• and the implications of China’s data governance for other countries.

Don’t miss out on a chance to learn from an expert.

Get 20% off!

Greek ministers speaking to their boss, probably. Via: Giphy.

Greek prime minister is unlikely to face consequences for wiretapping scandal

Briefly: Greek Prime Minister Kyriakos Mitsotakis will face a no-confidence vote today for his alleged involvement in a major wiretapping scheme. The no-confidence measure was submitted by opposition leader Alexis Tsipras, who served as prime minister from 2015-2019.

‘Watergate’ on the Aegean: In August, with rumours swirling, Mitsotakis admitted that Greece’s national intelligence service (EYP) had bugged a top political rival’s phone. Mitsotakis denies knowing about the scheme, even though the agency is under his direct ministerial supervision and was managed until August by his nephew.

Tsipras added to Mitsotakis’ headache this week, when he confirmed that EYP also targeted the sitting labour minister and several members of Greece’s armed forces.

Intrigue’s take: Mitsotakis’ party controls 156 of 300 seats in the Greek Parliament, so he is unlikely to lose the no-confidence vote. He’s also unlikely to lose his premiership during elections this spring, according to opinion polls. That neither Parliament nor the wider polity seems willing to hold him accountable could be a threat to Greece’s rule of law.

Also worth noting: 

  • In June, the Israel-based NSO Group said at least five EU countries were using its Pegasus spyware (EYG used Predator spyware from Cytrox, a Macedonia-based firm).
  • Before the spying revelations, Mitsotakis was celebrated for his pro-European stance and strong stewardship of the Greek economy.

Bellingshausen’s Vostok and his support vessel Mirny sailing through rocky seas. Credits: Military Review.

Russian explorers discover Antartica…

Six months after launching from the city of Kronstadt, Russian naval captain Fabian Gottlieb von Bellingshausen became the first (known) person to see the continent of Antarctica on this day in 1820.

Unbeknownst to Bellingshausen, other explorers were hot on his trail. On 30 January, the British ship HMS Slaney spotted the Southern Continent, followed ten months later by the American Hero. 

Since those competitive early days, a spirit of cooperation has largely prevailed in Antarctica thanks to the Antarctic Treaty of 1959. But as geopolitical competition returns to the Arctic, some worry the Antarctic could also be in danger soon.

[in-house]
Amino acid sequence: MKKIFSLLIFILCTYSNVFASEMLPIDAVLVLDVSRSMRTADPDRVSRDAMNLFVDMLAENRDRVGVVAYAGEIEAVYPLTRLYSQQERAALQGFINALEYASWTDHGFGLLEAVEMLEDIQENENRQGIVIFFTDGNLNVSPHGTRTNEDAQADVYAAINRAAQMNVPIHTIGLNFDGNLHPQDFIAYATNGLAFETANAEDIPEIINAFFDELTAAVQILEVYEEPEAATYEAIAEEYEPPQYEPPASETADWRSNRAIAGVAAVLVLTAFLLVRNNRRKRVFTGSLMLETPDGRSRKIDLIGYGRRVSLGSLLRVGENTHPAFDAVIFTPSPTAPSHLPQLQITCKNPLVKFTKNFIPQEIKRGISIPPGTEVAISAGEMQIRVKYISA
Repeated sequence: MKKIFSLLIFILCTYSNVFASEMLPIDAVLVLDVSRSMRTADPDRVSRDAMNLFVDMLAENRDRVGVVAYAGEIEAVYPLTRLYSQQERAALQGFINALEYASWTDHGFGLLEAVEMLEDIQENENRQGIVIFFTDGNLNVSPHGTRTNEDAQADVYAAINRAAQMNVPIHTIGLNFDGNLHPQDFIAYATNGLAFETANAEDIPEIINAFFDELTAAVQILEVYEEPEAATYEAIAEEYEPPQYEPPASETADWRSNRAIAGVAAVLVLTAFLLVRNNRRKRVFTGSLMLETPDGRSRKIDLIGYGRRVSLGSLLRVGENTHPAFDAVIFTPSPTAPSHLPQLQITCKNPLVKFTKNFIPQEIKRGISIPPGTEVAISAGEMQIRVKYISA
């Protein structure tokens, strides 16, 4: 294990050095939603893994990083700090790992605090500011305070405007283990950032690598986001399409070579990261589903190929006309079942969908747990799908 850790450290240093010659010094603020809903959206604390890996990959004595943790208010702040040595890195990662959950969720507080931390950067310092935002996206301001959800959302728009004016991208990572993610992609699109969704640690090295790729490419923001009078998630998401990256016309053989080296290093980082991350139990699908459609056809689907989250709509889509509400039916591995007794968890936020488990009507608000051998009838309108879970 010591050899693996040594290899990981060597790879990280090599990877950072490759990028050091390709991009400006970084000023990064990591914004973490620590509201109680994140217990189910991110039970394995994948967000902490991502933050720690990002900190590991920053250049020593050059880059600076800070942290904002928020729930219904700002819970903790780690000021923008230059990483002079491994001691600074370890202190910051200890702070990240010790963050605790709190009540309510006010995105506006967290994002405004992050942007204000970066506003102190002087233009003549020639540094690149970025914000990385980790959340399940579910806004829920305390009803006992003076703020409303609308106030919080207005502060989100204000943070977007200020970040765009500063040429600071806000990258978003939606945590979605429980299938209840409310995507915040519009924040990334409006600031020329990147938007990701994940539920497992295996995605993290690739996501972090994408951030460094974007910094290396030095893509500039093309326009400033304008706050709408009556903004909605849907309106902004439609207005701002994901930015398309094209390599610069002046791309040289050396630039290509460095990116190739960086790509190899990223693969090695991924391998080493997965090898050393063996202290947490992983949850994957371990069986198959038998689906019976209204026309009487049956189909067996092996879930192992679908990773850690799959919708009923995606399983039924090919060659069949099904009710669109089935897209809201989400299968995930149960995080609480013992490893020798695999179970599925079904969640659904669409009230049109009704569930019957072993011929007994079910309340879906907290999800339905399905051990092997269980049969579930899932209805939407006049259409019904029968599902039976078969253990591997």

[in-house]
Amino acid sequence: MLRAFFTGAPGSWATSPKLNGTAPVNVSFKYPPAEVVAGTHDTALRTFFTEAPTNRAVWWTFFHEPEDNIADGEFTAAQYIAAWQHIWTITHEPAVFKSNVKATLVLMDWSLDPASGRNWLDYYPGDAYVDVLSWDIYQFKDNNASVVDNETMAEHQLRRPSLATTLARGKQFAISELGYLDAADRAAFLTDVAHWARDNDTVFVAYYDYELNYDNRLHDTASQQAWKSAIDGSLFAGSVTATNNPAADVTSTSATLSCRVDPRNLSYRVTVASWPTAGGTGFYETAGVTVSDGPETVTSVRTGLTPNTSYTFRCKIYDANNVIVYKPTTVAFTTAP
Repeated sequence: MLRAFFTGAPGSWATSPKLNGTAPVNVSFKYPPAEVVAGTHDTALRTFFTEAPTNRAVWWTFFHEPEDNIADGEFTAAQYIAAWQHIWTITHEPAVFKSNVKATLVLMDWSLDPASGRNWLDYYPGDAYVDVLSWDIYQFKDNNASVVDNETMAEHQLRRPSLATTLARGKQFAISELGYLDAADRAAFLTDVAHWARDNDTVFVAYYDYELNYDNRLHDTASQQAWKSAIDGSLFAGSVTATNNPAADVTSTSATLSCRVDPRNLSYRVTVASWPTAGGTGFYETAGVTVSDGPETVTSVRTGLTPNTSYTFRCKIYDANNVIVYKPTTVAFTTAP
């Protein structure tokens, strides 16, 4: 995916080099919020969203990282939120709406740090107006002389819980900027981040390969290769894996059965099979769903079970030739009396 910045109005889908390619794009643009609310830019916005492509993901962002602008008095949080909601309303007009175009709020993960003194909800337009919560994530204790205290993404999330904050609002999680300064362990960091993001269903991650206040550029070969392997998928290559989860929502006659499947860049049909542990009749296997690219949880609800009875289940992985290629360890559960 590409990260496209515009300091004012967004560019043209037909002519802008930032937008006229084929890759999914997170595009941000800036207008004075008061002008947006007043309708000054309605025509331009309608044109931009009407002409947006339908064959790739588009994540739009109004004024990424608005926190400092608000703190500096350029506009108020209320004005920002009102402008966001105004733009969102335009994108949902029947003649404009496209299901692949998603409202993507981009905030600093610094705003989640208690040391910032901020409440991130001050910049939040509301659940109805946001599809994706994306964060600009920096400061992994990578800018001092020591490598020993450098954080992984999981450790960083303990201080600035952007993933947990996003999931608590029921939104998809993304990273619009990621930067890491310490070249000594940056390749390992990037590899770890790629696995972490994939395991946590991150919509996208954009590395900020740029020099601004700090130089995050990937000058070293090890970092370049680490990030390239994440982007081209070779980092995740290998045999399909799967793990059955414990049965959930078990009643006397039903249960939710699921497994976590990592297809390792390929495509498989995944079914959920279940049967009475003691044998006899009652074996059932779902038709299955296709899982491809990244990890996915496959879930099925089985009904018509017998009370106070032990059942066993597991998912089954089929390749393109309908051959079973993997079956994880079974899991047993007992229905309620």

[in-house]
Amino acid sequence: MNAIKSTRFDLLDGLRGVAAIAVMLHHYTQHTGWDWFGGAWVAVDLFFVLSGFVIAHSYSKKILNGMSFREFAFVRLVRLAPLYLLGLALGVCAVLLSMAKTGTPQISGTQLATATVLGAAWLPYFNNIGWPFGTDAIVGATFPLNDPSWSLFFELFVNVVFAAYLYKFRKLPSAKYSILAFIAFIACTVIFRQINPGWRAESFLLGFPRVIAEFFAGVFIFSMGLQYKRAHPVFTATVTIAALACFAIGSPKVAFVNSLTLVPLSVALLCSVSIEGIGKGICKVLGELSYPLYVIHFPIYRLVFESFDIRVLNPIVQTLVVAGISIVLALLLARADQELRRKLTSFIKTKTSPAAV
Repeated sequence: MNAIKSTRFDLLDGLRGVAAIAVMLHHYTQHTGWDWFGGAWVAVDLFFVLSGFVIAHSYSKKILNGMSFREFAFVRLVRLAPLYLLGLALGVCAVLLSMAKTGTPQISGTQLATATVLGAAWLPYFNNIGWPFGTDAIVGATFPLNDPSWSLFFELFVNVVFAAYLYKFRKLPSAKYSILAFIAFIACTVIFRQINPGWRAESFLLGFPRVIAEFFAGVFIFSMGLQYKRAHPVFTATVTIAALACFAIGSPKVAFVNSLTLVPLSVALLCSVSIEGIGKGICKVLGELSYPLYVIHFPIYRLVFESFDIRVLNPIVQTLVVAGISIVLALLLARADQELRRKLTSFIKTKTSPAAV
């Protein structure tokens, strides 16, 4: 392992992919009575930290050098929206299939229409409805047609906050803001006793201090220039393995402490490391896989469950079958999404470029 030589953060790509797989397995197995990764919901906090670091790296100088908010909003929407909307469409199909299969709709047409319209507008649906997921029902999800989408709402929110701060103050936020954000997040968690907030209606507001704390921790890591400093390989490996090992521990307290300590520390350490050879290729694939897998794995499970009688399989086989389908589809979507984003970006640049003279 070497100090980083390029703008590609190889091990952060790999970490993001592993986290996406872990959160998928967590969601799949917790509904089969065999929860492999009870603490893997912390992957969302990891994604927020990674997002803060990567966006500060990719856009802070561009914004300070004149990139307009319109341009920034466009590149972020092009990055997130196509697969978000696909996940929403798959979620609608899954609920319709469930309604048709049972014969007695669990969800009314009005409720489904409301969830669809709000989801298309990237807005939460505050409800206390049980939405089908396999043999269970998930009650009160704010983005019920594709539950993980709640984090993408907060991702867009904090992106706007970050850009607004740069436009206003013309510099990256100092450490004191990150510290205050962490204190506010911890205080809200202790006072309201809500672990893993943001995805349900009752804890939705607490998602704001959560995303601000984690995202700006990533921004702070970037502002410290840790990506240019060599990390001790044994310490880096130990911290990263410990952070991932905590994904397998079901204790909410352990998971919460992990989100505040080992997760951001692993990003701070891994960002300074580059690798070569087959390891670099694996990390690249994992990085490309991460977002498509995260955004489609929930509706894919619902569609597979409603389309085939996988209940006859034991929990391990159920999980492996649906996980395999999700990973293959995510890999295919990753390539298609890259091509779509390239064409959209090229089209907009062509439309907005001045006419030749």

In honour of Holocaust Remembrance Day, here are some suggestions from the Intrigue Team on how to spend the day with intention. If you have…


Are you worried about the proliferation of domestic spyware?

Login or Subscribe to participate in polls.

Yesterday’s poll: Who’s gonna take home the Oscar for Best Picture?

🟨🟨⬜️⬜️⬜️⬜️ 🛩️ Top Gun: Maverick (21%)

🟩🟩🟩🟩🟩🟩 🔮 Everything Everywhere All at Once (54%)

⬜️⬜️⬜️⬜️⬜️⬜️ 🌊 Avatar: The Way of Water (7%)

⬜️⬜️⬜️⬜️⬜️⬜️ 🎤 Elvis (6%)

⬜️⬜️⬜️⬜️⬜️⬜️ 🛳️ Triangle of Sadness (5%)

⬜️⬜️⬜️⬜️⬜️⬜️ 🎥 Other (7%)

Your two cents:

  • 🎥 M.V: I really like Im Westen nachts Neues (‘All Quiet on the Western Front’) as it remains still so valid today.”
  • 🎥 M.D: “I am hoping that The Banshees of Inisherin take it home.”
  • 🔮 L.S: “Watched it!!!!!! Loved It!!! Great Idea and better actors!!! Recommend it a lot!!!”
Latest Author Articles
Intrigue’s 2024 Geopolitical Bingo Card

Before we get back into the swing of things next week, allow us to present the Intrigue 2024 Geopolitical Bingo Card. Basically, we’ve put together 24 predictions for the coming year – some serious, others not.

5 January, 2024
Intrigue’s 2023 in Review

1. Superpower relations The curious case of the Chinese spy balloon It’s not like US-China relations were good before Billings, Montana native Chase Doak spotted a 200-foot-tall object drifting in the sky one sunny February morning… but his discovery certainly made them worse. China first denied it was a balloon meant for spying but somewhat undermined those […]

17 December, 2023
A COP dark side?

We’ve worked at plenty of global summits, including in our former lives as diplomats. They’re exhilarating, frustrating, surreal, and essential parts of how our world works. But they have a dark side, too. Trusted friends have passed us some information on one such dark side now playing out in the margins of the COP28 climate talks in Dubai: sex trafficking.

8 December, 2023
The run-up to COP… 31?

As the COP28 climate talks kick off in Dubai later this month, there are two intriguing tussles playing out for the right to run COP31 in 2026.

17 November, 2023